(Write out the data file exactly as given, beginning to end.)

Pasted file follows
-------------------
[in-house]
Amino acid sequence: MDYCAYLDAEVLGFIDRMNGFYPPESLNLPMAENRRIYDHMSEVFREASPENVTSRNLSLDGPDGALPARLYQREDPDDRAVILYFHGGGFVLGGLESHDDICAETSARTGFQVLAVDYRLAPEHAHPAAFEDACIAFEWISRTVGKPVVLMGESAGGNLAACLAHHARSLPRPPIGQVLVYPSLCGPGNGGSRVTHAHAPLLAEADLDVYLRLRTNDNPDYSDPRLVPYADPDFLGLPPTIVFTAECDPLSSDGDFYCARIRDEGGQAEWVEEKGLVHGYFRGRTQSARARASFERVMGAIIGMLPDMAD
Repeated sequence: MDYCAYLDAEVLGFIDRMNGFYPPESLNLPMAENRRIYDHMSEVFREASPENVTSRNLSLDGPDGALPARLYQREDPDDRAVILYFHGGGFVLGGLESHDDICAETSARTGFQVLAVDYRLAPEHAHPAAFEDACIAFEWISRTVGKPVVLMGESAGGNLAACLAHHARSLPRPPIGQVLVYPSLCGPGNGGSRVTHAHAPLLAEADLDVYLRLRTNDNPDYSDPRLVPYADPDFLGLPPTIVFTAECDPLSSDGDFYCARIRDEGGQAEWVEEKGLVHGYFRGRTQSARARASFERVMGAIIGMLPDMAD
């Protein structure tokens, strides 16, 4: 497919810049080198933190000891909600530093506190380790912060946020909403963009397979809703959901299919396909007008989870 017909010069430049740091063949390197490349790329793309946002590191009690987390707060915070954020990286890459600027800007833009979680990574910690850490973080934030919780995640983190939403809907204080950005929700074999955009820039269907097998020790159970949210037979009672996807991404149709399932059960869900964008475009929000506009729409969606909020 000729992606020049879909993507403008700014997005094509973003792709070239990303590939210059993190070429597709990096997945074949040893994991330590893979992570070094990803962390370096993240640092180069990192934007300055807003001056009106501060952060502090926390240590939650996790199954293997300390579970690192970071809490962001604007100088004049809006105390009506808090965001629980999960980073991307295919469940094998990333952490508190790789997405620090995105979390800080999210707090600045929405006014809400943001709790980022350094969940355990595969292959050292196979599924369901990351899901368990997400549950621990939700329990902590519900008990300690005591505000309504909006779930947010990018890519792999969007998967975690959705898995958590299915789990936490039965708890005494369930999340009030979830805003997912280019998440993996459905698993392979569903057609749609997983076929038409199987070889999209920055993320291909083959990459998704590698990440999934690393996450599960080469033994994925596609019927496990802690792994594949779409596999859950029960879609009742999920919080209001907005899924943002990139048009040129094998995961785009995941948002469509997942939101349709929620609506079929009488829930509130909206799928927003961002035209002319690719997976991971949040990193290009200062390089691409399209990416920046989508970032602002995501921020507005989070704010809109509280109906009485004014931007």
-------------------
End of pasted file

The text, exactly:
[in-house]
Amino acid sequence: MDYCAYLDAEVLGFIDRMNGFYPPESLNLPMAENRRIYDHMSEVFREASPENVTSRNLSLDGPDGALPARLYQREDPDDRAVILYFHGGGFVLGGLESHDDICAETSARTGFQVLAVDYRLAPEHAHPAAFEDACIAFEWISRTVGKPVVLMGESAGGNLAACLAHHARSLPRPPIGQVLVYPSLCGPGNGGSRVTHAHAPLLAEADLDVYLRLRTNDNPDYSDPRLVPYADPDFLGLPPTIVFTAECDPLSSDGDFYCARIRDEGGQAEWVEEKGLVHGYFRGRTQSARARASFERVMGAIIGMLPDMAD
Repeated sequence: MDYCAYLDAEVLGFIDRMNGFYPPESLNLPMAENRRIYDHMSEVFREASPENVTSRNLSLDGPDGALPARLYQREDPDDRAVILYFHGGGFVLGGLESHDDICAETSARTGFQVLAVDYRLAPEHAHPAAFEDACIAFEWISRTVGKPVVLMGESAGGNLAACLAHHARSLPRPPIGQVLVYPSLCGPGNGGSRVTHAHAPLLAEADLDVYLRLRTNDNPDYSDPRLVPYADPDFLGLPPTIVFTAECDPLSSDGDFYCARIRDEGGQAEWVEEKGLVHGYFRGRTQSARARASFERVMGAIIGMLPDMAD
């Protein structure tokens, strides 16, 4: 497919810049080198933190000891909600530093506190380790912060946020909403963009397979809703959901299919396909007008989870 017909010069430049740091063949390197490349790329793309946002590191009690987390707060915070954020990286890459600027800007833009979680990574910690850490973080934030919780995640983190939403809907204080950005929700074999955009820039269907097998020790159970949210037979009672996807991404149709399932059960869900964008475009929000506009729409969606909020 000729992606020049879909993507403008700014997005094509973003792709070239990303590939210059993190070429597709990096997945074949040893994991330590893979992570070094990803962390370096993240640092180069990192934007300055807003001056009106501060952060502090926390240590939650996790199954293997300390579970690192970071809490962001604007100088004049809006105390009506808090965001629980999960980073991307295919469940094998990333952490508190790789997405620090995105979390800080999210707090600045929405006014809400943001709790980022350094969940355990595969292959050292196979599924369901990351899901368990997400549950621990939700329990902590519900008990300690005591505000309504909006779930947010990018890519792999969007998967975690959705898995958590299915789990936490039965708890005494369930999340009030979830805003997912280019998440993996459905698993392979569903057609749609997983076929038409199987070889999209920055993320291909083959990459998704590698990440999934690393996450599960080469033994994925596609019927496990802690792994594949779409596999859950029960879609009742999920919080209001907005899924943002990139048009040129094998995961785009995941948002469509997942939101349709929620609506079929009488829930509130909206799928927003961002035209002319690719997976991971949040990193290009200062390089691409399209990416920046989508970032602002995501921020507005989070704010809109509280109906009485004014931007």